The song is about letting go someone who loves someone else. In this video, the three members are all interested in the same girl (though at different points in time). I.N wants to confess to the girl by buying flowers. HAN becomes shy when she enters the store and buys the top she was looking at to gift to her. Seungmin is staring at her lovingly while on their field trip and pulls the blanket up on her while she naps away. But each realises that she is with someone else, so each member makes the decision to not pursue her. I liked how the members are shown to be older at the end, reminiscing over the memory. It is a bittersweet moment for them, but it was what felt right and ultimately a decision made with the best interest of their crush in mind. I feel the acting from the three members in this video was really good, with Seungmin standing out, particularly during his closeups around the campfire.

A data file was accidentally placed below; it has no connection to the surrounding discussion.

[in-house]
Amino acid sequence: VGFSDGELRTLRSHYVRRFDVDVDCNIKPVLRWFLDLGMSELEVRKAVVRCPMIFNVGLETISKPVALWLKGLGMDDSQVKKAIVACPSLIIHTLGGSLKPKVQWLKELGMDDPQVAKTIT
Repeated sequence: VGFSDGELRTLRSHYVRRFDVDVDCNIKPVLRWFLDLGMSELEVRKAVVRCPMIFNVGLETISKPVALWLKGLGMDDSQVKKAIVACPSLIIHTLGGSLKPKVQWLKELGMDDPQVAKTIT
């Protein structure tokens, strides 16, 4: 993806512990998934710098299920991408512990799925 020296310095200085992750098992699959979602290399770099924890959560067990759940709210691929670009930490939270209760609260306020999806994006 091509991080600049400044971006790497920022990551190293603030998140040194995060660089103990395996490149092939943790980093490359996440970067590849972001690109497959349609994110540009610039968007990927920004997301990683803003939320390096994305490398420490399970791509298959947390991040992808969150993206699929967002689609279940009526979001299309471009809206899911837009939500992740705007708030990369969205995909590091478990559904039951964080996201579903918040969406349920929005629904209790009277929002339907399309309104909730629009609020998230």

Song – 9/10 Music Video – 9/10 Overall Rating – 8.7/10
Next up on my way to review Stray Kids’ second studio album is Surfin’. This side track is performed by members Lee Know, Changbin and Felix, and is the second unit track from the studio album.
Fun, light-heart and care-free are the words that I would use to describe Surfin’. Once again, it is a different dynamic to the other tracks on the album, But this time around, it isn’t necessarily new territory for the group overall. This doesn’t harm the song, as Surfin’ does have some charm. But unlike the other side tracks, I am not drawn to Surfin’ as much as the other side tracks I have/will be looking at. The song’s upbeat nature definitely suits the Summery season, and definitely has this undeniable bright energy within it that I feel would fit the group’s overall personality. But apart from that, I don’t find anything that memorable within the song. The vocal work and rapping felt like it had too much autotune applied to it, which really distracted me. While there is some appeal to it (I assume its main intention is to make the song fun, which kind of came through), I just didn’t like how it was used to style the vocals/rapping in this song. I am usually fine with Stray Kids’ usage of autotune in other songs, but it just doesn’t feel the same in Surfin‘. But Surfin’ still a decent listen, especially if you are looking for something fun in the midst of the loudness that the NOEASY album.